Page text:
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April 10, 2024
Water Conservation

High shower pressure can help people save water, study suggests

High pressure shower head

Replacing a feeble trickle with a powerful surge in the shower might appear like an environmentally indulgent choice, but researchers suggest it could actually lead to water savings. Water usage has emerged as a significant environmental concern due to resource shortages and the carbon footprint associated with its extraction, treatment, distribution, and, in most cases, heating for showers.

Experts now reveal that showers with higher pressure are linked to reduced water consumption, while incorporating a timer in the shower could further aid in conservation efforts. “While adopting low-flow fixtures could enhance shower efficiency and contribute to achieving net-zero objectives, it shouldn’t be the sole focus,” the researchers argue.

Their research, available as a preprint and awaiting peer review, involved installing sensors in 290 showers across the University of Surrey campus, gathering data from 86,000 individual shower sessions. Although some showers were notably lengthy, the average duration was found to be 6.7 minutes, with half of them ranging from 3.3 to 8.8 minutes.

Combining the duration of each shower with the flow rate allowed the team to calculate water usage. Results indicate that showers with higher pressure were associated with lower water consumption, regardless of flow rate. Professor Ian Walker of the University of Swansea, a co-author, noted instances of showers exceeding one hour in duration but emphasized that these were exceptions.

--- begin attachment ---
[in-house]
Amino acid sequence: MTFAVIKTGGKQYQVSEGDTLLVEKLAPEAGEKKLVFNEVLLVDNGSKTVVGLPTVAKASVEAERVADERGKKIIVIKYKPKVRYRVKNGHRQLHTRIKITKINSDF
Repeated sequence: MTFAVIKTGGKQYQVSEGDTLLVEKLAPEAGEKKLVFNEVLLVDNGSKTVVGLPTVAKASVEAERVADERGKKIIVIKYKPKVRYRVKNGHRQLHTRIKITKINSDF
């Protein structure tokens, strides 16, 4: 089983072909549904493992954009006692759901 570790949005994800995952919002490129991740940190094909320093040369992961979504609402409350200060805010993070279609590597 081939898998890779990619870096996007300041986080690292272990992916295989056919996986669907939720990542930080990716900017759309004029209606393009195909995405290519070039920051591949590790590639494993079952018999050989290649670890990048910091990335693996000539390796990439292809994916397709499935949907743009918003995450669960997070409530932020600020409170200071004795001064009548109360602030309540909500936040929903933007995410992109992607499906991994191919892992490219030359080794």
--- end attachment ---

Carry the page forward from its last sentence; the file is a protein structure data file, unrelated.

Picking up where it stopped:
High-pressure showers, coupled with timers, demonstrated the most efficient water usage, consuming an average of 17 litres per shower, compared to nearly 61 litres for low-pressure showers without timers. The team underscored the role of visible timers in preventing shower times from gradually extending over time.

Nevertheless, the study, which received industry feedback, has limitations, particularly regarding its applicability in domestic settings. Further research is warranted to elucidate the mechanisms behind the link between water pressure and consumption and determine the threshold beyond which higher pressure no longer yields water-saving benefits.

Cameron Brick, an environmental psychologist at the University of Amsterdam, praised the study’s objective data collection but stressed the need for clarity on why high pressure leads to shorter showers. He suggested future studies could explore changing water pressure within households to provide additional insights for policy recommendations.

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